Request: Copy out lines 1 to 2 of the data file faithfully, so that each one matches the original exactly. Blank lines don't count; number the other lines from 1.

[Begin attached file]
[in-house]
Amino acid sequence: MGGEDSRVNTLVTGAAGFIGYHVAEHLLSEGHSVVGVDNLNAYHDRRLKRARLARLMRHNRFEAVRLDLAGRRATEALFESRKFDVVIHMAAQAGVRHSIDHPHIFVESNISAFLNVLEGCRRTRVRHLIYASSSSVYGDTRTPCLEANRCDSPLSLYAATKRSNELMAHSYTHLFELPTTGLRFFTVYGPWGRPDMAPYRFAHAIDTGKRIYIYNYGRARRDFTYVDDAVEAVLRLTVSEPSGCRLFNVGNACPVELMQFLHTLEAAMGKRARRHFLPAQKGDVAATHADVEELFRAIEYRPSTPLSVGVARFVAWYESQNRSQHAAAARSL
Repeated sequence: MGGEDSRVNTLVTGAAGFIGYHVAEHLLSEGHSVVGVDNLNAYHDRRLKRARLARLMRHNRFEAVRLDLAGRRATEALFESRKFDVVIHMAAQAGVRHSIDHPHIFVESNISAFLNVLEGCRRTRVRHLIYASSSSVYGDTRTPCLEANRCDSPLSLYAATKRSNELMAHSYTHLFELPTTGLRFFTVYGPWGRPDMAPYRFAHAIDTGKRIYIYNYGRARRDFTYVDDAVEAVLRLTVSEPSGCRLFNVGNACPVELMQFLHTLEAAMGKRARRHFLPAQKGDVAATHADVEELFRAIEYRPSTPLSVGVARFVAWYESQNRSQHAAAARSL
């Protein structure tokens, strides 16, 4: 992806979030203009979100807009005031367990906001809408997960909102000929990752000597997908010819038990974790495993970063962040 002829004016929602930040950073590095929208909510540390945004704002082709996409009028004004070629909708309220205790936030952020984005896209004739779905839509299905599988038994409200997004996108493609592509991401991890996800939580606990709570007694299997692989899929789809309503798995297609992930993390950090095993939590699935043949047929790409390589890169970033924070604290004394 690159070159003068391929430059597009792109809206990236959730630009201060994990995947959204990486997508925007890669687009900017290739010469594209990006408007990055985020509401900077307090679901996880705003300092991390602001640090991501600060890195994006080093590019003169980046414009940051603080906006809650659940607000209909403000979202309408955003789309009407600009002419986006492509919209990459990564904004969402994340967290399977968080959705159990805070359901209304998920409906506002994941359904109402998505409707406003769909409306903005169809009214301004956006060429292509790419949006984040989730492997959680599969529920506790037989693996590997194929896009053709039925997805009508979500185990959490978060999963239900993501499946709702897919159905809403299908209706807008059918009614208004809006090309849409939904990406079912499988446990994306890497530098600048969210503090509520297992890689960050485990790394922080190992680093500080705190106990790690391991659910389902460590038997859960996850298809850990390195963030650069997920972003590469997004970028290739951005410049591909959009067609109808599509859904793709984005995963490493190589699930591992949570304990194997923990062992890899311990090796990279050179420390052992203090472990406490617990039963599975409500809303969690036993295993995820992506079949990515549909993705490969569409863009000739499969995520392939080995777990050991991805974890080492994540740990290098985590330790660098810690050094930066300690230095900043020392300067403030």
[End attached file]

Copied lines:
[in-house]
Amino acid sequence: MGGEDSRVNTLVTGAAGFIGYHVAEHLLSEGHSVVGVDNLNAYHDRRLKRARLARLMRHNRFEAVRLDLAGRRATEALFESRKFDVVIHMAAQAGVRHSIDHPHIFVESNISAFLNVLEGCRRTRVRHLIYASSSSVYGDTRTPCLEANRCDSPLSLYAATKRSNELMAHSYTHLFELPTTGLRFFTVYGPWGRPDMAPYRFAHAIDTGKRIYIYNYGRARRDFTYVDDAVEAVLRLTVSEPSGCRLFNVGNACPVELMQFLHTLEAAMGKRARRHFLPAQKGDVAATHADVEELFRAIEYRPSTPLSVGVARFVAWYESQNRSQHAAAARSL